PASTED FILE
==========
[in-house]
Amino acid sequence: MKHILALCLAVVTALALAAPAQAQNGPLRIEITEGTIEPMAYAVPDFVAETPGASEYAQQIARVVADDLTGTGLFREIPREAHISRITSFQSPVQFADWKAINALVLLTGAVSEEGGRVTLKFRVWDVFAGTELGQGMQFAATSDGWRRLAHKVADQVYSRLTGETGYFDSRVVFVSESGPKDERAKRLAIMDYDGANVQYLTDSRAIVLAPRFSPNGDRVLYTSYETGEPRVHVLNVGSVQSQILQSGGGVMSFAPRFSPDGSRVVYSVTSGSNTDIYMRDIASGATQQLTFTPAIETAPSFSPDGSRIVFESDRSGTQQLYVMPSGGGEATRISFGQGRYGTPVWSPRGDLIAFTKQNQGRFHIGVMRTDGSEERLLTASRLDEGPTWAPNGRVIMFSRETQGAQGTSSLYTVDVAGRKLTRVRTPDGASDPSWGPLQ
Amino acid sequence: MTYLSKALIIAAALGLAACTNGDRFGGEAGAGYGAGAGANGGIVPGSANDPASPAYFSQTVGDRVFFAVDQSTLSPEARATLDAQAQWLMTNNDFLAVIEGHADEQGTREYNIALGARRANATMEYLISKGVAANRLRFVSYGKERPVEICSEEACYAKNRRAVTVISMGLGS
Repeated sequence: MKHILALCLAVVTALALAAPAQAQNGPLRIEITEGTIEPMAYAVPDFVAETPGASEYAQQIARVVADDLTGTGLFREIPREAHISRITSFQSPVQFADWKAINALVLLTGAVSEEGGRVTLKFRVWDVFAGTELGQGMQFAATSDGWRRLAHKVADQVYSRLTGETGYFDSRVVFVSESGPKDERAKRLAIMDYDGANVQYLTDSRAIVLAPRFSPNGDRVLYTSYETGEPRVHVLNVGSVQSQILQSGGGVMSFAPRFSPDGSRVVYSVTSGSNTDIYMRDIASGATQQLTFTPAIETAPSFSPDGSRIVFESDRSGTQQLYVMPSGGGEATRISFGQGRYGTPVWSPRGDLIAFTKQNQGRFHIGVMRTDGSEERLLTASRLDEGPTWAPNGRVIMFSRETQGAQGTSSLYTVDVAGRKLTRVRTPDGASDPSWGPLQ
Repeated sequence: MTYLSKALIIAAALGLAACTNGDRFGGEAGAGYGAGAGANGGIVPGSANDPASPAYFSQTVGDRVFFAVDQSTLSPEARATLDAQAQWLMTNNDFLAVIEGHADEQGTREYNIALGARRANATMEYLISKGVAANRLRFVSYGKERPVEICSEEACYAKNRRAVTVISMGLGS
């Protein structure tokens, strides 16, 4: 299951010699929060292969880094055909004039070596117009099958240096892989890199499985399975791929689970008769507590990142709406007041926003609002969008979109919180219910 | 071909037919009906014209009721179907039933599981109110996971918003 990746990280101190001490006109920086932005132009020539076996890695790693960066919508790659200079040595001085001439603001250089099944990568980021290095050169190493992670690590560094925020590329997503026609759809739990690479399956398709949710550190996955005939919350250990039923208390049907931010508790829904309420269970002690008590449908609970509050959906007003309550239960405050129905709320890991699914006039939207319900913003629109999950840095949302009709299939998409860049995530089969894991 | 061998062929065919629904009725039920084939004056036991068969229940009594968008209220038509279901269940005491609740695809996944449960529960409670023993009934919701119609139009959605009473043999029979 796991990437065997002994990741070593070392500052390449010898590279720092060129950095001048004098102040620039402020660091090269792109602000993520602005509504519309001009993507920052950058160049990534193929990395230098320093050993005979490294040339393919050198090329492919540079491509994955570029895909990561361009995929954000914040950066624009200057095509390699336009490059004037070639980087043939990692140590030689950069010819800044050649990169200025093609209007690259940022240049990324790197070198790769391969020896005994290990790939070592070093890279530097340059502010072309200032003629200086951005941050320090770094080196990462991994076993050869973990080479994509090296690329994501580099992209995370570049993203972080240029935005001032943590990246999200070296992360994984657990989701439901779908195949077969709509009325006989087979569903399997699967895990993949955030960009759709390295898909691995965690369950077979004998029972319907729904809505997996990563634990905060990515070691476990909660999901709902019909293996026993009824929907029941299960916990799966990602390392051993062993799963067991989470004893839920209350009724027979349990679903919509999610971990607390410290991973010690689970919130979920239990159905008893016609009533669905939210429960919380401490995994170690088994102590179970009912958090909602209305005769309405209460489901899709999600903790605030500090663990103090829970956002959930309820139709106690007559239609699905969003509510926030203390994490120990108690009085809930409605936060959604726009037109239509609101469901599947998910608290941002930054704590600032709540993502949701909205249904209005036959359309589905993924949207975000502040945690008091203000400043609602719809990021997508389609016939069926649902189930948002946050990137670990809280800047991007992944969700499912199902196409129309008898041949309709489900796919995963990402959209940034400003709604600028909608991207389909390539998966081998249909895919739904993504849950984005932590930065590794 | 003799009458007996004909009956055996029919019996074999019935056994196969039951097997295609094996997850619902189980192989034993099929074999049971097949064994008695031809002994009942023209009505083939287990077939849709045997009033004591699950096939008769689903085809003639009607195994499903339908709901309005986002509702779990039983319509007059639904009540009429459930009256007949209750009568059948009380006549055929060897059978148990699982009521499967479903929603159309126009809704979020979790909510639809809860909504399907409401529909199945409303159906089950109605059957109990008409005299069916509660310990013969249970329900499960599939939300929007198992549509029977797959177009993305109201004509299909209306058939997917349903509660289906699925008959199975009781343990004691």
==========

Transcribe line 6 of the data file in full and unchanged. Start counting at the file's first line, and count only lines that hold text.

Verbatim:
């Protein structure tokens, strides 16, 4: 299951010699929060292969880094055909004039070596117009099958240096892989890199499985399975791929689970008769507590990142709406007041926003609002969008979109919180219910 | 071909037919009906014209009721179907039933599981109110996971918003 990746990280101190001490006109920086932005132009020539076996890695790693960066919508790659200079040595001085001439603001250089099944990568980021290095050169190493992670690590560094925020590329997503026609759809739990690479399956398709949710550190996955005939919350250990039923208390049907931010508790829904309420269970002690008590449908609970509050959906007003309550239960405050129905709320890991699914006039939207319900913003629109999950840095949302009709299939998409860049995530089969894991 | 061998062929065919629904009725039920084939004056036991068969229940009594968008209220038509279901269940005491609740695809996944449960529960409670023993009934919701119609139009959605009473043999029979 796991990437065997002994990741070593070392500052390449010898590279720092060129950095001048004098102040620039402020660091090269792109602000993520602005509504519309001009993507920052950058160049990534193929990395230098320093050993005979490294040339393919050198090329492919540079491509994955570029895909990561361009995929954000914040950066624009200057095509390699336009490059004037070639980087043939990692140590030689950069010819800044050649990169200025093609209007690259940022240049990324790197070198790769391969020896005994290990790939070592070093890279530097340059502010072309200032003629200086951005941050320090770094080196990462991994076993050869973990080479994509090296690329994501580099992209995370570049993203972080240029935005001032943590990246999200070296992360994984657990989701439901779908195949077969709509009325006989087979569903399997699967895990993949955030960009759709390295898909691995965690369950077979004998029972319907729904809505997996990563634990905060990515070691476990909660999901709902019909293996026993009824929907029941299960916990799966990602390392051993062993799963067991989470004893839920209350009724027979349990679903919509999610971990607390410290991973010690689970919130979920239990159905008893016609009533669905939210429960919380401490995994170690088994102590179970009912958090909602209305005769309405209460489901899709999600903790605030500090663990103090829970956002959930309820139709106690007559239609699905969003509510926030203390994490120990108690009085809930409605936060959604726009037109239509609101469901599947998910608290941002930054704590600032709540993502949701909205249904209005036959359309589905993924949207975000502040945690008091203000400043609602719809990021997508389609016939069926649902189930948002946050990137670990809280800047991007992944969700499912199902196409129309008898041949309709489900796919995963990402959209940034400003709604600028909608991207389909390539998966081998249909895919739904993504849950984005932590930065590794 | 003799009458007996004909009956055996029919019996074999019935056994196969039951097997295609094996997850619902189980192989034993099929074999049971097949064994008695031809002994009942023209009505083939287990077939849709045997009033004591699950096939008769689903085809003639009607195994499903339908709901309005986002509702779990039983319509007059639904009540009429459930009256007949209750009568059948009380006549055929060897059978148990699982009521499967479903929603159309126009809704979020979790909510639809809860909504399907409401529909199945409303159906089950109605059957109990008409005299069916509660310990013969249970329900499960599939939300929007198992549509029977797959177009993305109201004509299909209306058939997917349903509660289906699925008959199975009781343990004691």